Where no such inventory is attached to the deposit materials or accompanies their delivery, the archive may require an indemnification against claims of lost or non-delivered materials which may arise when the archive contends that it never received materials which the donor contends were included in the deposit.

    The parties should make certain that the materials are covered by adequate insurance while in transit from the donor to the archive, even where this is not an express requirement of the agreement. The donor should be aware that any damages that occur to or loss of the deposit materials before the deposit agreement is signed and the materials are received by the archive may not be covered by the archive's insurance.

    Recordation of copyright assignments. If the donor is assigning the copyright in the deposit material to the archive, the donor should also agree to assign any copyright registrations for such material and to provide the archive with whatever documentation is necessary to effectuate the transfer. 26 Either the donor or the archive should then record the assignment with the U.S. Copyright Office. 27 (No such recordation is necessary where the archive is being granted only a non-exclusive license.)

  • D. Duration of the deposit arrangement

    The deposit agreement should address the duration of: (1) the deposit itself; (2) the restrictions governing the use of the deposit materials; as well as (3) the termination provisions which may cut short the duration of the deposit arrangement.

    • 1. Term of the deposit

      Where the deposit is a gift, the term of deposit is in perpetuity because title to the materials is permanently transferred to the archive. Where the deposit is in the form of a long-term loan, the donor may define the time span of the loan in many different ways: it may be at the discretion of the donor; 28 it may be for a set period of time (for example, a fixed number of years); it may be open-ended, subject to termination only in the event of a certain specified events, 29 or it may be a loan for a fixed time after which it converts to a permanent gift (for example, a loan during the life of the donor which converts to a gift to the archive upon her death).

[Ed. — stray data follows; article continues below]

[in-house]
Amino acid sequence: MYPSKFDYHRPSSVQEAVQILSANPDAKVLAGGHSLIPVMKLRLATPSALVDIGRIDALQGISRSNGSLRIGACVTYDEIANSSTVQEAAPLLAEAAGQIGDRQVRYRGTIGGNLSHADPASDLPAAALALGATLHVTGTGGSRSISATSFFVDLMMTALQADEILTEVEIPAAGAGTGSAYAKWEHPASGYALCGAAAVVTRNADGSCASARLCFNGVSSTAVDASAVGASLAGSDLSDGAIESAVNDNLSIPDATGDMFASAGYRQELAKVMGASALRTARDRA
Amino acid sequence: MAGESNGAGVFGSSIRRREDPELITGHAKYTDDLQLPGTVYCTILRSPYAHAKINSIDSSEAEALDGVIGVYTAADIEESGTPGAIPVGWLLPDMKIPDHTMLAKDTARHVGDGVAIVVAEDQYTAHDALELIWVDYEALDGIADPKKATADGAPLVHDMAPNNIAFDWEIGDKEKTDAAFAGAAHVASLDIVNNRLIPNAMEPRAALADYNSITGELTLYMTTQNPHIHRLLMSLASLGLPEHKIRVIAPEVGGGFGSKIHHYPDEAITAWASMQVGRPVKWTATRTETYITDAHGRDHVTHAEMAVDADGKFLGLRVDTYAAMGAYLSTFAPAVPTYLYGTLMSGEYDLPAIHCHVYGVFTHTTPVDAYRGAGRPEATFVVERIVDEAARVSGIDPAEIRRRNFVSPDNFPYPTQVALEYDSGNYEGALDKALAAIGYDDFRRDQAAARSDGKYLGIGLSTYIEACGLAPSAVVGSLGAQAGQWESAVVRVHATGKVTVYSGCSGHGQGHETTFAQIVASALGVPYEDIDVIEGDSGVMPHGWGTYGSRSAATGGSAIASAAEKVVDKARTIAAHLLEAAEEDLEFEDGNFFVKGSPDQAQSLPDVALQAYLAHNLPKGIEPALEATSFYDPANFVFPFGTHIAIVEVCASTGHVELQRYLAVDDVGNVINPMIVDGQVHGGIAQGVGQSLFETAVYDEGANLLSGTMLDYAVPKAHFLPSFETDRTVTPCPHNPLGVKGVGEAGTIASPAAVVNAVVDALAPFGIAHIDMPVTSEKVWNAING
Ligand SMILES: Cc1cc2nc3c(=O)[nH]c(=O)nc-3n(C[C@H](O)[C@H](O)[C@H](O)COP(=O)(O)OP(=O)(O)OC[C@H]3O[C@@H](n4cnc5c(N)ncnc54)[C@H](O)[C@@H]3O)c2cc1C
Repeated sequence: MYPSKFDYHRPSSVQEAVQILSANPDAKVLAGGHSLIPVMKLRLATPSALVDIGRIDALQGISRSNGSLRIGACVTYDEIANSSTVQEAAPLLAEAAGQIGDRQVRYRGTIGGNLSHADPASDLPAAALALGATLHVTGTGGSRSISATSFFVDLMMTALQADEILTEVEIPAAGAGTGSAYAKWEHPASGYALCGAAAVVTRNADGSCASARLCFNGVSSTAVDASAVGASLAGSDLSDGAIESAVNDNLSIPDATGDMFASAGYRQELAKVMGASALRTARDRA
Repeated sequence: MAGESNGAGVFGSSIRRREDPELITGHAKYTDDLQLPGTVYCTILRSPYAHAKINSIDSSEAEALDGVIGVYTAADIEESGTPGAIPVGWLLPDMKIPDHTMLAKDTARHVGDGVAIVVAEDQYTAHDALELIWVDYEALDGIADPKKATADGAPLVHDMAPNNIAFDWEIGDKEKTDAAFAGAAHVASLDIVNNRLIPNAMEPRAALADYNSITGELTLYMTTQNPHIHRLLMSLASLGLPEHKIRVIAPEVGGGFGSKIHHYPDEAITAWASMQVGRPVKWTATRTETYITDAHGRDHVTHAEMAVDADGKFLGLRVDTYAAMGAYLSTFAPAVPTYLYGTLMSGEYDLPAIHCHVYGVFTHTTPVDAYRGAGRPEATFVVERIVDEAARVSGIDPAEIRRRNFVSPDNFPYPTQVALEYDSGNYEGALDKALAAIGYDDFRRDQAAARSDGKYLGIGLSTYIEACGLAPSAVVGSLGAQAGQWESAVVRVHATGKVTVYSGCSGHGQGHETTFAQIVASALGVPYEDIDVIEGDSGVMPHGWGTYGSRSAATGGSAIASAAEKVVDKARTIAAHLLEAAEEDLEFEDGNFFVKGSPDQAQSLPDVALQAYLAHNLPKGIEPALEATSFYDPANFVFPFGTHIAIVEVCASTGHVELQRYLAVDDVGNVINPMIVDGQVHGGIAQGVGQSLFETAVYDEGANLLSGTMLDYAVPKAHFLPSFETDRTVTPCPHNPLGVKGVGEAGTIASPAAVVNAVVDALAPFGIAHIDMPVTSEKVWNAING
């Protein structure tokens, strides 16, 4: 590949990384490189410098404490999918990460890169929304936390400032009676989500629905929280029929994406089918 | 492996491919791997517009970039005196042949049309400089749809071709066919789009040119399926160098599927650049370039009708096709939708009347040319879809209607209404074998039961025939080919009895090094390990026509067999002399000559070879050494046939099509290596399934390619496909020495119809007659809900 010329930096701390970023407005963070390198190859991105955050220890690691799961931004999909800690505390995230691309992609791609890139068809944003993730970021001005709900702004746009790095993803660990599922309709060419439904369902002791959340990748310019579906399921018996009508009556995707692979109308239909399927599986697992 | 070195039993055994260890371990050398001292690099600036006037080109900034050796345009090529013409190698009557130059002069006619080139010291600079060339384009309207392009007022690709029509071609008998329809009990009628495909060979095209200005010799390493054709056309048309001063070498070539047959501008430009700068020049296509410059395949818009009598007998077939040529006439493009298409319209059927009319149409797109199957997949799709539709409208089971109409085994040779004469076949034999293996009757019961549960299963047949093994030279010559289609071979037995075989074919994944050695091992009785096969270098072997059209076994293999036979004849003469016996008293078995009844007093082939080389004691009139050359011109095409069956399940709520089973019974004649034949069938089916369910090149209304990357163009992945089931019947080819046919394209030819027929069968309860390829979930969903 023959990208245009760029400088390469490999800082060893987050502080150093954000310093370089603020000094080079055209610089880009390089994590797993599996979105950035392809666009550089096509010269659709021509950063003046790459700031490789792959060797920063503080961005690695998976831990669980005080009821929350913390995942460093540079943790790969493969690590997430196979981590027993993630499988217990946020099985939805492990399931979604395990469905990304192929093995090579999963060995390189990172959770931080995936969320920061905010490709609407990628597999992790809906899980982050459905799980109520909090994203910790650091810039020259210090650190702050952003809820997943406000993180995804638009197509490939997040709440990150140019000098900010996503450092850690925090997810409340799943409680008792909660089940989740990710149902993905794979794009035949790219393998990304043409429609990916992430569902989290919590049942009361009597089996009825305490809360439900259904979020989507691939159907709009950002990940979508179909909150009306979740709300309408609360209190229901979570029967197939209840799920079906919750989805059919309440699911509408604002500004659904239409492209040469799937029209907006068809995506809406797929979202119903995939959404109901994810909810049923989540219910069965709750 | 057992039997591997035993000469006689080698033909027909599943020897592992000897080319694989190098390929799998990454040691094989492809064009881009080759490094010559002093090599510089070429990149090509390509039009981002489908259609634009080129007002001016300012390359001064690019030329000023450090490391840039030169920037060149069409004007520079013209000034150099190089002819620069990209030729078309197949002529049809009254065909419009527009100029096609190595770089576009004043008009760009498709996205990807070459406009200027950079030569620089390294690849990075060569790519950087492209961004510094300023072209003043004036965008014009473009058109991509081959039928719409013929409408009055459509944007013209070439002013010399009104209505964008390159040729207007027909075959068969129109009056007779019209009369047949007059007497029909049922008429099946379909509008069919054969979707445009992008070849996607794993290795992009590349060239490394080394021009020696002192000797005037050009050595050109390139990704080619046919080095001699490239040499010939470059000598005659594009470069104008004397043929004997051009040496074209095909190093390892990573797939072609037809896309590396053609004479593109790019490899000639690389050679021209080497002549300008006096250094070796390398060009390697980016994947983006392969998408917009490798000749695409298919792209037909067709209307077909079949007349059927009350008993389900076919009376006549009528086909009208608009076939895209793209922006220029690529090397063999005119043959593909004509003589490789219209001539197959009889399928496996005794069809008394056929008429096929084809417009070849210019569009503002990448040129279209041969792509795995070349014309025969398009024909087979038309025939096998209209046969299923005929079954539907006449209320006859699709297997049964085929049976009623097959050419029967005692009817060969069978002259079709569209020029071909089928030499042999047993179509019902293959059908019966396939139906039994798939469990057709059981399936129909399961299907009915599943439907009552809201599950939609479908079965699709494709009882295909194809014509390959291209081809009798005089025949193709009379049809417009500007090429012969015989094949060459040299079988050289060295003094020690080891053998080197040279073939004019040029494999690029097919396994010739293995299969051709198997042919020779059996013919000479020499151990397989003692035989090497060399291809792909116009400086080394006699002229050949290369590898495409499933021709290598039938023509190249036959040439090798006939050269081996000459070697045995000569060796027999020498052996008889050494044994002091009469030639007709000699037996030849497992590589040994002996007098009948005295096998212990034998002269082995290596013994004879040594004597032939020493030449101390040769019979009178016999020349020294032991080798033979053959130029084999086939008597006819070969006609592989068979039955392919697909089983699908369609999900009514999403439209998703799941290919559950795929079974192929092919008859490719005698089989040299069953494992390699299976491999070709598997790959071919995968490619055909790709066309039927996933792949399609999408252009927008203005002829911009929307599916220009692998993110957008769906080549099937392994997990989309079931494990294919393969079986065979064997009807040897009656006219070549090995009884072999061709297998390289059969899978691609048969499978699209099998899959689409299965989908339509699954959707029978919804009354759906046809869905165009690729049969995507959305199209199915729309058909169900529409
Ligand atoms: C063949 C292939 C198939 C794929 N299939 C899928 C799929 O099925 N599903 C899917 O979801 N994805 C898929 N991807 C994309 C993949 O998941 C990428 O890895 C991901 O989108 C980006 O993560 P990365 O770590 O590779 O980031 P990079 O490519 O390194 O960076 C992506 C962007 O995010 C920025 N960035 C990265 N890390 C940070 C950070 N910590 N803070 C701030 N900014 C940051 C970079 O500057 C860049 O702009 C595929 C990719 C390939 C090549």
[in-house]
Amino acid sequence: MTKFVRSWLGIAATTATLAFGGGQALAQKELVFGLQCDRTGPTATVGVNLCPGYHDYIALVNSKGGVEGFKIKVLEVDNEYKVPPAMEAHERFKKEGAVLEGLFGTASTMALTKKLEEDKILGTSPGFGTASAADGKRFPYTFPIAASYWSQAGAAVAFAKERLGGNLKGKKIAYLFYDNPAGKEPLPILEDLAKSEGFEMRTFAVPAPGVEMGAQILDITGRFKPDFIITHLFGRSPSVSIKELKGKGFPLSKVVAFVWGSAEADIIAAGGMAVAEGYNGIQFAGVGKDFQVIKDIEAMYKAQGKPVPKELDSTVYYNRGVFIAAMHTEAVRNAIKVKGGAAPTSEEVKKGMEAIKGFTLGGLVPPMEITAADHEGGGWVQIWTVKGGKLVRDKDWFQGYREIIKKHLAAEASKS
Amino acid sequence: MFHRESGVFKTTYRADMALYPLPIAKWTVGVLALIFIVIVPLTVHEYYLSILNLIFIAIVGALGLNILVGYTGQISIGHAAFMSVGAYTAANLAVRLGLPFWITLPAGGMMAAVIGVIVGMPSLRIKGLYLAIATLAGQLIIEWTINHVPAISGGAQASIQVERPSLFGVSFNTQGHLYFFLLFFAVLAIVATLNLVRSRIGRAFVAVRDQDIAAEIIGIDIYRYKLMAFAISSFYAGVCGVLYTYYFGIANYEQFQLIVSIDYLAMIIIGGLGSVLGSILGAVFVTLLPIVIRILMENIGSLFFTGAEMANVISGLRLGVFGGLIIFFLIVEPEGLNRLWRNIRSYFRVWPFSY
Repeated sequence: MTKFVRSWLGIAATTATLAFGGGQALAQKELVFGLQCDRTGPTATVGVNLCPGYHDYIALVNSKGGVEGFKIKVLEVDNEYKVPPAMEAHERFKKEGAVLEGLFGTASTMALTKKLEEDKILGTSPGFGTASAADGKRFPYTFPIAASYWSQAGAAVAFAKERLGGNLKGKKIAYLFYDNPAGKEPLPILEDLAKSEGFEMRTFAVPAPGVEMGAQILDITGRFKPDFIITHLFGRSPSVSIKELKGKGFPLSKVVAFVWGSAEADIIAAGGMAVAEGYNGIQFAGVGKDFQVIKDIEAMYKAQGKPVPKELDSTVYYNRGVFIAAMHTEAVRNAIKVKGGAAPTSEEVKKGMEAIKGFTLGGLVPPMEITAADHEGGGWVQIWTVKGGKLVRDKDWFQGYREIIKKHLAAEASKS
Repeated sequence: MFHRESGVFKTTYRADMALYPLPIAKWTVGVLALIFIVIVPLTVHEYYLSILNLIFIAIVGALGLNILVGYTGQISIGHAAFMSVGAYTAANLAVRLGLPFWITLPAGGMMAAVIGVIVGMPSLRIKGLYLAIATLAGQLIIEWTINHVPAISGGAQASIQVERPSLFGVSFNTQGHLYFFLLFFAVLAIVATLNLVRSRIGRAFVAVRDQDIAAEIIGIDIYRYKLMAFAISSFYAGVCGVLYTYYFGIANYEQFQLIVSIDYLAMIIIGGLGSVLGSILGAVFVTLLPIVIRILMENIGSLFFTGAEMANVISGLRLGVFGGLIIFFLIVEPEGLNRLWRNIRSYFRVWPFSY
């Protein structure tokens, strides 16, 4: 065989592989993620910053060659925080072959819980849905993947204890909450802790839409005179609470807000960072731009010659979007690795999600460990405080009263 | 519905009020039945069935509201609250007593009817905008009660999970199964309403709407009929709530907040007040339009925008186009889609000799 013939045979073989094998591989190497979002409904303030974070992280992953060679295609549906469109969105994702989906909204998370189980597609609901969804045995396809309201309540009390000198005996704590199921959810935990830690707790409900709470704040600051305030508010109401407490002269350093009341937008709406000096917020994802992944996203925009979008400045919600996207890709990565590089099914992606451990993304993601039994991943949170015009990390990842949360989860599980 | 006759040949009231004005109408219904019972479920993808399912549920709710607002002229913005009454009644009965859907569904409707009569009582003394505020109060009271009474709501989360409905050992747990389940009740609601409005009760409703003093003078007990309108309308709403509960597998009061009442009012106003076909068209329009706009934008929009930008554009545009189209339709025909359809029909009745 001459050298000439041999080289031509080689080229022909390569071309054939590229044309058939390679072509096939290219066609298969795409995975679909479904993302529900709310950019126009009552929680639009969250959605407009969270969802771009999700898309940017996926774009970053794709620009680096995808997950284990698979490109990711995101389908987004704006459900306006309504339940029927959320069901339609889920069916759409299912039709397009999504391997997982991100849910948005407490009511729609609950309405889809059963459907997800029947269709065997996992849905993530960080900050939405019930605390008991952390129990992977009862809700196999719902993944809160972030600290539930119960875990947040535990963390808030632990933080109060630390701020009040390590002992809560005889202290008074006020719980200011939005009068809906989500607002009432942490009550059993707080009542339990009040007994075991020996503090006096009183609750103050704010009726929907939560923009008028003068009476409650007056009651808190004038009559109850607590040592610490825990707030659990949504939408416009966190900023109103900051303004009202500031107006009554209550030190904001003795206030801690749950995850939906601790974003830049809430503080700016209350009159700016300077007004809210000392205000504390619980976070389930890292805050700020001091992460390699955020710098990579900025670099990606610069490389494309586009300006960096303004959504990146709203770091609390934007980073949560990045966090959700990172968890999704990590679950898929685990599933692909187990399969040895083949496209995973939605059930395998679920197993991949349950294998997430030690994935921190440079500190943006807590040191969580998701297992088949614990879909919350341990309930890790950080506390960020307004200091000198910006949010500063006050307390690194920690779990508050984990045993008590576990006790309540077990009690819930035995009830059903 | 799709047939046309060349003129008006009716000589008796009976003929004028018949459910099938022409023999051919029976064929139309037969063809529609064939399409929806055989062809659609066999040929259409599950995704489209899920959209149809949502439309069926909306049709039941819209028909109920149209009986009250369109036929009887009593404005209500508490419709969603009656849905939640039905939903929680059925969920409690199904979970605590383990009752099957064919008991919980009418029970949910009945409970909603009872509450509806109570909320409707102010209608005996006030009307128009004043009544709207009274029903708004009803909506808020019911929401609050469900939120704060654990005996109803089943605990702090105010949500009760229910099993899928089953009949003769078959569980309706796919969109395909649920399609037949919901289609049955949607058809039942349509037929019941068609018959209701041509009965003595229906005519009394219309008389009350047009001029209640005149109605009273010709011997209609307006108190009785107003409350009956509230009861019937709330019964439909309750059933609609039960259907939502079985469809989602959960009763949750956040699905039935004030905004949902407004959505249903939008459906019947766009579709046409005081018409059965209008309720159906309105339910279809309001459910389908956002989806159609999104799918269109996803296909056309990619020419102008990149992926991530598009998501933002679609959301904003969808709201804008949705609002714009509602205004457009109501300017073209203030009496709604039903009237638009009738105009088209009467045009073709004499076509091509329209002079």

• 2. Term of restrictions on the use of the deposit materials

      The next section discusses restrictions that are frequently imposed by donors on the use of and access to materials deposited with film archives (section II). Some agreements limit these restrictions to the term of copyright in the deposit materials; other agreements contain restrictions which continue to apply even after the materials have entered the public domain. On the one hand, an archive may not wish to be burdened by contractual restrictions on public domain material; on the other hand donors may hesitate to donate public domain material (or material about to enter the public domain) absent some restrictions on the possible commercial use of the materials by the archive or the archive's patrons out of concern that the deposited materials could be used to compete with the donor's on-going commercial use of those materials.